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Structure and Function of RNA Bacteriophages

  • Walter Fiers
Part of the Comprehensive Virology book series (CV)

Abstract

Although RNA bacteriophages were discovered only relatively recently (Loeb and Zinder, 1961), they have attracted considerable attention ever since. Because of their small size, one could hope that these would be the first viruses whose complete structure would be elucidated, and for which all biological events constituting the infection cycle would be understood in molecular and biophysical detail. These biological events include phage adsorption and penetration, expression of the viral genetic information, interference with the host cell metabolism, replication of the viral genome, assembly, and virus release through lysis. Although these aims have certainly not yet been completely fulfilled, today the molecular biology of the RNA bacteriophages is undoubtedly the most advanced of that for any living organism (assuming of course that a virus is considered an “organism,” which is a question of definition). Another reason for the interest in RNA phages is that they constitute a convenient model system whose molecular biology may contribute considerably to the understanding of RNA viruses in general. The versatility of a microbial system for biochemical and genetic experimentation, combined with the short infection cycle (less than 30 min) and high yields (more than 2 × 1012 pfu/ml),* offer obvious practical advantages.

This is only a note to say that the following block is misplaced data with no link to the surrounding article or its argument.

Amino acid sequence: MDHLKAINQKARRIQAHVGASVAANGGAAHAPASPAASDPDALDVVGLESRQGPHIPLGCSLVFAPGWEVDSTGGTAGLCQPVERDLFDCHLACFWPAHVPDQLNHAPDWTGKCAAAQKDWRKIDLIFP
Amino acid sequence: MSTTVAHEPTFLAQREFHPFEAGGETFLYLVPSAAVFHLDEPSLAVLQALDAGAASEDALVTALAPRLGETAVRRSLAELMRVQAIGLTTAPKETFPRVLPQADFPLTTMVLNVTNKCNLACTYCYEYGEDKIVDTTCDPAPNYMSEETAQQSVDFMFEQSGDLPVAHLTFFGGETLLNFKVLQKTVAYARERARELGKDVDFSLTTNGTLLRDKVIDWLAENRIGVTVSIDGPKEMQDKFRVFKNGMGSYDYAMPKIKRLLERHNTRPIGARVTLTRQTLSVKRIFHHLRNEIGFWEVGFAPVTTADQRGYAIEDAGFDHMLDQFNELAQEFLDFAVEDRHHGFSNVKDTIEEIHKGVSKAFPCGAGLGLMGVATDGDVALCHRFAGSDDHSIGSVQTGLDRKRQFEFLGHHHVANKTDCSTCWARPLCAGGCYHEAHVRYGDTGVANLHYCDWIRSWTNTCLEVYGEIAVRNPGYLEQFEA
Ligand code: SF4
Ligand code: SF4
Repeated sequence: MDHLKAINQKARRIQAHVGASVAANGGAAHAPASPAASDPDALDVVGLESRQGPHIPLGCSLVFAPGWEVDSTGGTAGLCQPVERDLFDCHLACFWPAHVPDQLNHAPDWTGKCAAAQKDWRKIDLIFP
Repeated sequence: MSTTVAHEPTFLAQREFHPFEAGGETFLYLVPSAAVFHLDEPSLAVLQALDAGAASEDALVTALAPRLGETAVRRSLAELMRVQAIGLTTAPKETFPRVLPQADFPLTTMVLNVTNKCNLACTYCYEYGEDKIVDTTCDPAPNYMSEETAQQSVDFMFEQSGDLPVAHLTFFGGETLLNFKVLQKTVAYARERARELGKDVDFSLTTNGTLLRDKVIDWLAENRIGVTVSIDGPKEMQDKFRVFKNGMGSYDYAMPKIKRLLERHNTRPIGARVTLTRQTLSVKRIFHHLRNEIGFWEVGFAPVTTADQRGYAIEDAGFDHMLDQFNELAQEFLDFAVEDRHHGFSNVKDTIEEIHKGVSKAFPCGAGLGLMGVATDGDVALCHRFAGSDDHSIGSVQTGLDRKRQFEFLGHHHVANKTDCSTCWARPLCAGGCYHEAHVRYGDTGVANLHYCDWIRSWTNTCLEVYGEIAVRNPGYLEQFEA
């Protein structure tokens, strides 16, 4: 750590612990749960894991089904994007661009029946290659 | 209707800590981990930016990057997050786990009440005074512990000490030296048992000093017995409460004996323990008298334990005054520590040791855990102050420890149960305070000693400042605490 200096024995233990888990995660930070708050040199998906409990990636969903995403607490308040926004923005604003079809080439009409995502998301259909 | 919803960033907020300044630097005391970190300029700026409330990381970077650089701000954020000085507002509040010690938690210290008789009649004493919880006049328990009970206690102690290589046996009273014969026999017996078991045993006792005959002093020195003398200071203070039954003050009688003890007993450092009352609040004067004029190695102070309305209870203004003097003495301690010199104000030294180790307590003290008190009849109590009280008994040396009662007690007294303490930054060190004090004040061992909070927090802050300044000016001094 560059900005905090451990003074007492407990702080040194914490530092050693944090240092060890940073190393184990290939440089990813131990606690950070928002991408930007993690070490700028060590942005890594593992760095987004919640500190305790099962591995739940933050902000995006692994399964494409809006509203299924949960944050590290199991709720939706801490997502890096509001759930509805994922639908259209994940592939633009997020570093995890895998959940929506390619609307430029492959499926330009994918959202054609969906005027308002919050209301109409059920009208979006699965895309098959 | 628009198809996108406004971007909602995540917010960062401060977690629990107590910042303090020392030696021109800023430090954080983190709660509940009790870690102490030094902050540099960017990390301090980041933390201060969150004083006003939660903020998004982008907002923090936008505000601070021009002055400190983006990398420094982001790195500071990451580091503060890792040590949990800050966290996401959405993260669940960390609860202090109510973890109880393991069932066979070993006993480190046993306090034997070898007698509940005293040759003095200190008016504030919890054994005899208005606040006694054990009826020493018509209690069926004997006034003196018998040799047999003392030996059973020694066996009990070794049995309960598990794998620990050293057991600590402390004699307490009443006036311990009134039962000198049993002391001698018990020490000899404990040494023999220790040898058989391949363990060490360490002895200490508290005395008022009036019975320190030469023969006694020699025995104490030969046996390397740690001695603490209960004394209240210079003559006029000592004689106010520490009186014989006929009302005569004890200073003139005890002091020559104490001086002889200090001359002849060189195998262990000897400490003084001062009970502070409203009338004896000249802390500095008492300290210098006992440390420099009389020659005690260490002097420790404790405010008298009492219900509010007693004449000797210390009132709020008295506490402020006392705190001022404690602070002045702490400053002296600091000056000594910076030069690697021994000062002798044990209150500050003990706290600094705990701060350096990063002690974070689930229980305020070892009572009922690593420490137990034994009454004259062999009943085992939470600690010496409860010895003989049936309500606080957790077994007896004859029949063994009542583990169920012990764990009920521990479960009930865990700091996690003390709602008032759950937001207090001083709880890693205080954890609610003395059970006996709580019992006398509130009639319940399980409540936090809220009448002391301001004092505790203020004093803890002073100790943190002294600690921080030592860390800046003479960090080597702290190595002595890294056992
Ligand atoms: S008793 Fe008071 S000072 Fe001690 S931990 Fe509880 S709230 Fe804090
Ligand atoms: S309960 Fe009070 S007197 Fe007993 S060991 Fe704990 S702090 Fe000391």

Keywords

Coat Protein Ribosome Binding Site Minus Strand Secondary Structure Model Replicase Gene 
These keywords were added by machine and not by the authors. This process is experimental and the keywords may be updated as the learning algorithm improves.

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Literature

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Copyright information

© Springer Science+Business Media New York 1979

Authors and Affiliations

  • Walter Fiers
    • 1
  1. 1.Laboratory of Molecular BiologyUniversity of GhentGhentBelgium

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